The liver plays a key role in TG metabolism. Hepatic TG metabolism disorder is now understood to have an important action in the development of advanced liver disease [22, 23]. So we investigated the effect of acute inflammation on the TG metabolism in the liver of growing pigs. For hepatic de novo lipogenesis, the gene expression of ACC-1, FAS SCD-1 and protein content of ACC-1 and SCD-1 were significantly decreased by LPS in our study. It was consistent with previous studies in other tissues [2426]. C/EBP-β and PPAR-γ are well-established transcription factors involved in lipid metabolism during adipogenesis [27]. Excepted as lipid transcription factor, it has been shown that these two genes are involved in the anti-inflammatory regulation. Previous studies demonstrated that C/EBP-β could be activated by LPS in osteoblasts [28] and the live of rat [29]. Meanwhile, LPS also increased the expression of PPAR-γ in rat brain [30]. Consistent with the previously reports, in the present study, the gene expression of C/EBP-β and PPAR-γ in porcine liver increased significantly, while the protein expression of both C/EBP-β and PPAR-γ demonstrated no difference. Whatever, given the important role of C/EBP-β and PPAR-γ in adipogenesis, it is possible that the aberrant lipid accumulation will come out in subsequently time.

Lipolysis is the breakdown of lipids and involves hydrolysis of TG into glycerol and free fatty acids. In adipose tissue, previous study showed that HSL activity in poisoned mice increased appreciably 2 h after injection, but after 18 h, it was less than control mice [21]. In our study, it seems that LPS had no obviously effect on lipolysis which evidenced by the unaffected gene expression of HSL and the activities of the lipolytic enzymes. It is well-known that fatty acid degradation includes three major steps: activation and transport into the mitochondria, β-oxidation and electron transport chain. Fatty acids are transported across the outer mitochondrial membrane by CPT-1α, which is believed to be the rate-limiting step in fatty acid oxidation [10]. Previous study showed that the activity and protein expression of CPT-1α was significantly increased in LPS induced acute liver failure in rats [31]. Also, in our study, CPT-1α protein expression was increased in growing pigs. Beta-oxidation is to generate acetyl-coA, which enters the citric acid cycle, and NADH and FADH2, which are used by the electron transport chain. So, we investigated the mitochondrial function. Previous study showed that mitochondrial complex IV were not altered in rat brain and liver after sepsis [32, 33]. Our results showed that, in growing pigs, LPS did not change the gene expression of mitochondrial DNA-encoded genes, and the mitochondrial complex IV and V activities didn’t demonstrate significantly difference. Anyway, the state of fatty acid catabolism in the mitochondria still need further investigate. All the results above indicated that the effect of LPS on the hepatic TG metabolism of growing pigs are mainly on de novo lipogenesis that significantly down-regulated.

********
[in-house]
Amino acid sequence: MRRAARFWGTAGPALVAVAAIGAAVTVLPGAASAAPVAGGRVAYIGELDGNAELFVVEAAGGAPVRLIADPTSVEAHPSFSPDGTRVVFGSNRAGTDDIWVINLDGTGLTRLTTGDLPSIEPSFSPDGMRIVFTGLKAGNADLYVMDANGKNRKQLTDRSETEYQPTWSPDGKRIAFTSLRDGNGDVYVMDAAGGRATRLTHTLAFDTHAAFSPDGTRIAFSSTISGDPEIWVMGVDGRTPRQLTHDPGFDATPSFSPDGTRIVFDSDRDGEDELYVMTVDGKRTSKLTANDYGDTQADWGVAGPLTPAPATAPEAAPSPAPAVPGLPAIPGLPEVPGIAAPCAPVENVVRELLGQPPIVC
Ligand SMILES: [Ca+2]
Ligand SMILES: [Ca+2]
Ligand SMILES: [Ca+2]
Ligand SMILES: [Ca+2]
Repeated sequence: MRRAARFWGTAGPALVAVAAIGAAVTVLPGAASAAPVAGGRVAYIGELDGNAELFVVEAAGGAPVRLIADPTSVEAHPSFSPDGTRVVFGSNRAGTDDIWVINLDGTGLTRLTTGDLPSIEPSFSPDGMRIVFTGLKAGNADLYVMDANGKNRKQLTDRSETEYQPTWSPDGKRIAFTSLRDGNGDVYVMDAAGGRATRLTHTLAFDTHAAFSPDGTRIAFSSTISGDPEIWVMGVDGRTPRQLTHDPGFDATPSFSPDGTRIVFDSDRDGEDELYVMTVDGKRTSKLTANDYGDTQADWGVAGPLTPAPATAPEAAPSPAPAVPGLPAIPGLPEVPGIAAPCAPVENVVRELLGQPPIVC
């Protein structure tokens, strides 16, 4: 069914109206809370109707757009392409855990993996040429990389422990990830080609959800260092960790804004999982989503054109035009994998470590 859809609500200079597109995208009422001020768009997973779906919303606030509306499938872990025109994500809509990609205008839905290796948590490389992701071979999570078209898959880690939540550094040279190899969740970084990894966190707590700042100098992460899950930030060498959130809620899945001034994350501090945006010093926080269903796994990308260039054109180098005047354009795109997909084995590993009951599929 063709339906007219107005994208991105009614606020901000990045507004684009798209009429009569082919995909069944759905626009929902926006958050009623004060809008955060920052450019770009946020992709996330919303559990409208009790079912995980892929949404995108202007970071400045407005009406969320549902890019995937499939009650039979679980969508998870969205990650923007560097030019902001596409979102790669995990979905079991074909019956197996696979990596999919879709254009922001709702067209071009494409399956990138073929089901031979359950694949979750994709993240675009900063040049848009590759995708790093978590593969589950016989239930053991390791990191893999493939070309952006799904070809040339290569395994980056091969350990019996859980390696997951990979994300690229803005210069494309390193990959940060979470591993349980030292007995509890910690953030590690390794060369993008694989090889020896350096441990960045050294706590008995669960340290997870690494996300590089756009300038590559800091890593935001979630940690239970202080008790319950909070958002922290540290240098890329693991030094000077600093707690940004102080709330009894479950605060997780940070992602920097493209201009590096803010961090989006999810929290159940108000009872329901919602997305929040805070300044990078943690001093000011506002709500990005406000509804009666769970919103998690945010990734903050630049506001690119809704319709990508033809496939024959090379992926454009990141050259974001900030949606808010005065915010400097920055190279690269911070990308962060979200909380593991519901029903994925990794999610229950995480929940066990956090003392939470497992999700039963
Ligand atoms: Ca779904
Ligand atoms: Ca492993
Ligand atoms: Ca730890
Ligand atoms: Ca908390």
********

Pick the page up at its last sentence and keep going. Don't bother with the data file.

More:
Glucocorticoid receptor (GR) is the receptor for glucocorticoid and also acts as a transcription factor for distinct target genes through both direct DNA binding and protein–protein interactions with other transcription factors [34]. In the present study, the level of corticosteroid increased significantly after LPS infection, and the gene and protein level of GR were significantly decreased (date was shown in other unpublished paper). So we try to investigate the relationship between GR and the key enzymes of de novo lipogenesis. Previous study suggests that there is glucocorticoid receptor element (GRE) lies within the 2.1-kb region upstream from transcription start site in the rat FAS gene [35]. GRE in or nearby the mouse ACC-1 and SCD-1 genes in 3 T3-L1 mouse adipocytes were also identified by chromatin immunoprecipitation sequencing (ChIPseq) [36]. In our study, we predict the GREs in the promoters of them: ACC-1 is “AGGACA” (−1885, −1879), FAS is “AGAACA” (−1082, −1076), SCD-1 are “TGTTCT” (−1678, −1672) and “TGTACA” (−990, −984). The ChIP results showed that LPS significantly decreased the level of GR binding to ACC-1 promoter in the livers of growing pigs compared to Con group. But GR is not binding on the promoter of FAS and SCD-1. The results show that GR is partly involved in the effect of inflammation on de novo lipogenesis.